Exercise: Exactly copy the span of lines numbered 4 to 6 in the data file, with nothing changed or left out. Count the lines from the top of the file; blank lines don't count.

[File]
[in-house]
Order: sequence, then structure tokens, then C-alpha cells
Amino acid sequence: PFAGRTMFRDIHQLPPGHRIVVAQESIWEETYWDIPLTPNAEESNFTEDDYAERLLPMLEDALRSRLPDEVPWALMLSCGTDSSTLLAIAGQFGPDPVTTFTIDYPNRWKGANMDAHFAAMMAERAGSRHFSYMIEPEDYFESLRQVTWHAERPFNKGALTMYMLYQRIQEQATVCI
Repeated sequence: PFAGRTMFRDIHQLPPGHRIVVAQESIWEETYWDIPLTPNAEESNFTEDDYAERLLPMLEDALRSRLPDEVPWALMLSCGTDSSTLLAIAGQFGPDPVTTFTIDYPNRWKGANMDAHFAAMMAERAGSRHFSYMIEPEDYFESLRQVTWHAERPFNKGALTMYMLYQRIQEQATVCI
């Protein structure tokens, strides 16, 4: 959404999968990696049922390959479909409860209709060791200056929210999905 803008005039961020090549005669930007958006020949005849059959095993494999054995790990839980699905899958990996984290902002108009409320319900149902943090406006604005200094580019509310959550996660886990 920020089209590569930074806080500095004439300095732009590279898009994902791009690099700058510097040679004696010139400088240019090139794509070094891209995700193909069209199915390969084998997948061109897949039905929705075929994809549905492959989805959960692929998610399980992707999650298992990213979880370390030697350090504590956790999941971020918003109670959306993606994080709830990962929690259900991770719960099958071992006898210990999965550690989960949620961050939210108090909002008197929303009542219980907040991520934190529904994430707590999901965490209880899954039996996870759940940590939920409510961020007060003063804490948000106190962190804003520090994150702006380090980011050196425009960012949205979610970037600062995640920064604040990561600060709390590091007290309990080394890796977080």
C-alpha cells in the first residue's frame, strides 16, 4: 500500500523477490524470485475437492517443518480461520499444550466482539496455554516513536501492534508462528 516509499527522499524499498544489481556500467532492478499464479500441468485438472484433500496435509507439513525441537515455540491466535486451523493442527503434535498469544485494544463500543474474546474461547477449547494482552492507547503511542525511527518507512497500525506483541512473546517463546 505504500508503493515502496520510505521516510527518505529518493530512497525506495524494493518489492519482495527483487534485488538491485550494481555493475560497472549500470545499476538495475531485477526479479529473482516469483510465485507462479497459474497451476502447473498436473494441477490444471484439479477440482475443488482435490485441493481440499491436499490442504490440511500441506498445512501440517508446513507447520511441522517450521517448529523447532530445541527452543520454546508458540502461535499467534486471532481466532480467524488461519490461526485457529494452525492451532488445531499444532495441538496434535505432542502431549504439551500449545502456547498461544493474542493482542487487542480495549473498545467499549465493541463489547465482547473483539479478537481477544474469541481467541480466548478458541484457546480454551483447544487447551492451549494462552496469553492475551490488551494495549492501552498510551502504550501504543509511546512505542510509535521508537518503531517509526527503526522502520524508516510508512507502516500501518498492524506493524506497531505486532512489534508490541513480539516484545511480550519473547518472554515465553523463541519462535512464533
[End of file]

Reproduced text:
Repeated sequence: PFAGRTMFRDIHQLPPGHRIVVAQESIWEETYWDIPLTPNAEESNFTEDDYAERLLPMLEDALRSRLPDEVPWALMLSCGTDSSTLLAIAGQFGPDPVTTFTIDYPNRWKGANMDAHFAAMMAERAGSRHFSYMIEPEDYFESLRQVTWHAERPFNKGALTMYMLYQRIQEQATVCI
């Protein structure tokens, strides 16, 4: 959404999968990696049922390959479909409860209709060791200056929210999905 803008005039961020090549005669930007958006020949005849059959095993494999054995790990839980699905899958990996984290902002108009409320319900149902943090406006604005200094580019509310959550996660886990 920020089209590569930074806080500095004439300095732009590279898009994902791009690099700058510097040679004696010139400088240019090139794509070094891209995700193909069209199915390969084998997948061109897949039905929705075929994809549905492959989805959960692929998610399980992707999650298992990213979880370390030697350090504590956790999941971020918003109670959306993606994080709830990962929690259900991770719960099958071992006898210990999965550690989960949620961050939210108090909002008197929303009542219980907040991520934190529904994430707590999901965490209880899954039996996870759940940590939920409510961020007060003063804490948000106190962190804003520090994150702006380090980011050196425009960012949205979610970037600062995640920064604040990561600060709390590091007290309990080394890796977080």
C-alpha cells in the first residue's frame, strides 16, 4: 500500500523477490524470485475437492517443518480461520499444550466482539496455554516513536501492534508462528 516509499527522499524499498544489481556500467532492478499464479500441468485438472484433500496435509507439513525441537515455540491466535486451523493442527503434535498469544485494544463500543474474546474461547477449547494482552492507547503511542525511527518507512497500525506483541512473546517463546 505504500508503493515502496520510505521516510527518505529518493530512497525506495524494493518489492519482495527483487534485488538491485550494481555493475560497472549500470545499476538495475531485477526479479529473482516469483510465485507462479497459474497451476502447473498436473494441477490444471484439479477440482475443488482435490485441493481440499491436499490442504490440511500441506498445512501440517508446513507447520511441522517450521517448529523447532530445541527452543520454546508458540502461535499467534486471532481466532480467524488461519490461526485457529494452525492451532488445531499444532495441538496434535505432542502431549504439551500449545502456547498461544493474542493482542487487542480495549473498545467499549465493541463489547465482547473483539479478537481477544474469541481467541480466548478458541484457546480454551483447544487447551492451549494462552496469553492475551490488551494495549492501552498510551502504550501504543509511546512505542510509535521508537518503531517509526527503526522502520524508516510508512507502516500501518498492524506493524506497531505486532512489534508490541513480539516484545511480550519473547518472554515465553523463541519462535512464533